Taming a 23 yr old TB
 
 

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Taming a 23 yr old TB

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  • 23 yr old tb
  • Knockgraffen horse

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    12-30-2012, 07:32 PM
  #1
Foal
Taming a 23 yr old TB

I have a 23 year old thoroughbred who was, in her prime, one hell of a racehorse. (Knockgraffen) She has had a bad go of it since her racing days (a drug addict owner followed by an abusive owner) before I got her. I got her as a rescue in pretty bad shape. She is a very large, very powerful girl. Although she is a sweetheart I am having trouble keeping her under control. All she wants to do is run. I like to ride loose rein and relaxed. I certainly cannot do that with this girl. Any tricks anyone may know? Any bit I should try? Her last owner rode her western and he ran her into the ground every chance he got but I don't want to let her do that considering her age. My aching fingers and sore legs need help! Lol
     
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    12-30-2012, 07:59 PM
  #2
Green Broke
What type of bit are you using.

I know we all wish every horse would be a peach in a snaffle, but occasionally you have to step it up a little to teach that whoa means whoa. I've found that with some that had a dicey background like yours may have had, that I have to teach "backwards," in a way.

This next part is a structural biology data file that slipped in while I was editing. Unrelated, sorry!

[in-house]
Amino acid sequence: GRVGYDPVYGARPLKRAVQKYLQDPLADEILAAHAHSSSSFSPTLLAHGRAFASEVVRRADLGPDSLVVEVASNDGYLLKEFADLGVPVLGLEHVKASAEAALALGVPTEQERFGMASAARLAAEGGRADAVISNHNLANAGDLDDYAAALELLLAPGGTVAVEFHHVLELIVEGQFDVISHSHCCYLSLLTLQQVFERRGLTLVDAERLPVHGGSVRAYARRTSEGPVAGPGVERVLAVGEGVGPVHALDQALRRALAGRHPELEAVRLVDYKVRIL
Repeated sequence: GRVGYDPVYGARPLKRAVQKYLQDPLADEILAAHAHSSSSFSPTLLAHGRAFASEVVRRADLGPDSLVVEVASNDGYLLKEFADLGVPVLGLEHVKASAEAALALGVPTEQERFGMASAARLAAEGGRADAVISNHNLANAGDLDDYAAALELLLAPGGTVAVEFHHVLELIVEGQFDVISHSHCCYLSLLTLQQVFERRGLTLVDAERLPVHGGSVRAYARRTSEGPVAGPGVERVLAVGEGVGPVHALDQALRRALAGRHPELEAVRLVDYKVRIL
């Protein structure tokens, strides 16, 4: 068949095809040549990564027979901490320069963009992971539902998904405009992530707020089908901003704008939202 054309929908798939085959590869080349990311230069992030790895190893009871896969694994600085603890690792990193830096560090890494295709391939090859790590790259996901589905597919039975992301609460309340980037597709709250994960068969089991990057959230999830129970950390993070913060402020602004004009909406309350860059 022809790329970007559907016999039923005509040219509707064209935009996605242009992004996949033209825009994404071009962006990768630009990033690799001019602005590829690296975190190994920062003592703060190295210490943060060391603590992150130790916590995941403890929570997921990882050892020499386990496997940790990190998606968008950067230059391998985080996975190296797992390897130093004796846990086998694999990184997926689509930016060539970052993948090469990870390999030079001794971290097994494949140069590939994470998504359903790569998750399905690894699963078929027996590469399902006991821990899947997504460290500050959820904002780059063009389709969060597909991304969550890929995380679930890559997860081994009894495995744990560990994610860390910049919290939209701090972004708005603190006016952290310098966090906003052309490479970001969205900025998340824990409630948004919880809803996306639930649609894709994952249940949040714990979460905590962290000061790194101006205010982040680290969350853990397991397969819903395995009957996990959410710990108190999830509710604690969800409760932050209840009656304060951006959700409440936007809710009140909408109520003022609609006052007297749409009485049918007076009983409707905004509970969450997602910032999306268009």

After I develop a decent stop with a pelham (with two sets of reins), or some other bit with curb action, I can often reduce the potential severity of the bit and go to something with less or no leverage.

You need to be safe, of course, or you will be of no good to this mare. And, the mare will find working less stressful when she learns to respond better to what you need her to do.
     
    12-30-2012, 10:03 PM
  #3
Showing
"I have a 23 year old thoroughbred who was, in her prime, one hell of a racehorse'
Your style of riding is in direct conflict with what was drilled into her head - to run. Did you see her being abused? Or is this just a story you heard? Your problems stem from her days on the track. She was also not handled like pleasure riding horses are, her life ws completely different to what you may be familiar with.
     
    12-30-2012, 10:14 PM
  #4
Green Broke
Quote:
Originally Posted by Saddlebag    
"Did you see her being abused? Or is this just a story you heard? Your problems stem from her days on the track. She was also not handled like pleasure riding horses are, her life ws completely different to what you may be familiar with.

So... cough it up. What do you think would help this young lady and her horse? Regardless of whether the horse was abused or treated like a running godess? Lol

I never care if a horse was abused. I ain't abusing it, so they will get treated like any other horse. Stop. Go. Right. Left. I don't ask for much, but I do insist on that.
     
    12-30-2012, 10:14 PM
  #5
Showing
If she was a 'hell of a racehorse', there's your problem. Horses who are successful on the track are never going to be laid back and easy going. They have a fire and spark that was necessary to race well, but doesn't translate to a life of trail riding.

I have an ex-racing TB. He was abysmally bad as a racehorse, which is why he makes a great hunter pace/trail horse. If he had been successful at racing, he'd never have transitioned well into a much slower lifestyle.
     
    12-30-2012, 10:21 PM
  #6